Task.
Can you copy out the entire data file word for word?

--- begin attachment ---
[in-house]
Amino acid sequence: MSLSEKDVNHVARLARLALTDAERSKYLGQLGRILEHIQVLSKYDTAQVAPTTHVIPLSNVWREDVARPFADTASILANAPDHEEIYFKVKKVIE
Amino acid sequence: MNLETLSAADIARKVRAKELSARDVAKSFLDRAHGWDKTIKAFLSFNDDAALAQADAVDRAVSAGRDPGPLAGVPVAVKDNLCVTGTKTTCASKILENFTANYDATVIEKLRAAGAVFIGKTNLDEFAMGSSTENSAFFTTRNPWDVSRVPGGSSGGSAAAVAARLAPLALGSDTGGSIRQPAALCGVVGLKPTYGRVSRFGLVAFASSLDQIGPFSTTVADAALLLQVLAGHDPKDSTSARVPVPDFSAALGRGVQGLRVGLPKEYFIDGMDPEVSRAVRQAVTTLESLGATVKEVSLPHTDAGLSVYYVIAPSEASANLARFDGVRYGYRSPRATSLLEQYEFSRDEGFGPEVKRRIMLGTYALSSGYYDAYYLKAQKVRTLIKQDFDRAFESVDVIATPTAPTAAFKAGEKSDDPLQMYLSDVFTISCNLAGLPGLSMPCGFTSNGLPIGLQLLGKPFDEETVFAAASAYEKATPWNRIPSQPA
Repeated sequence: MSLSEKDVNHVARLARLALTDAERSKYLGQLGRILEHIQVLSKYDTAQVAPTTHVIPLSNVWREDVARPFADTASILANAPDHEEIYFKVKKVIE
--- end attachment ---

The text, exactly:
[in-house]
Amino acid sequence: MSLSEKDVNHVARLARLALTDAERSKYLGQLGRILEHIQVLSKYDTAQVAPTTHVIPLSNVWREDVARPFADTASILANAPDHEEIYFKVKKVIE
Amino acid sequence: MNLETLSAADIARKVRAKELSARDVAKSFLDRAHGWDKTIKAFLSFNDDAALAQADAVDRAVSAGRDPGPLAGVPVAVKDNLCVTGTKTTCASKILENFTANYDATVIEKLRAAGAVFIGKTNLDEFAMGSSTENSAFFTTRNPWDVSRVPGGSSGGSAAAVAARLAPLALGSDTGGSIRQPAALCGVVGLKPTYGRVSRFGLVAFASSLDQIGPFSTTVADAALLLQVLAGHDPKDSTSARVPVPDFSAALGRGVQGLRVGLPKEYFIDGMDPEVSRAVRQAVTTLESLGATVKEVSLPHTDAGLSVYYVIAPSEASANLARFDGVRYGYRSPRATSLLEQYEFSRDEGFGPEVKRRIMLGTYALSSGYYDAYYLKAQKVRTLIKQDFDRAFESVDVIATPTAPTAAFKAGEKSDDPLQMYLSDVFTISCNLAGLPGLSMPCGFTSNGLPIGLQLLGKPFDEETVFAAASAYEKATPWNRIPSQPA
Repeated sequence: MSLSEKDVNHVARLARLALTDAERSKYLGQLGRILEHIQVLSKYDTAQVAPTTHVIPLSNVWREDVARPFADTASILANAPDHEEIYFKVKKVIE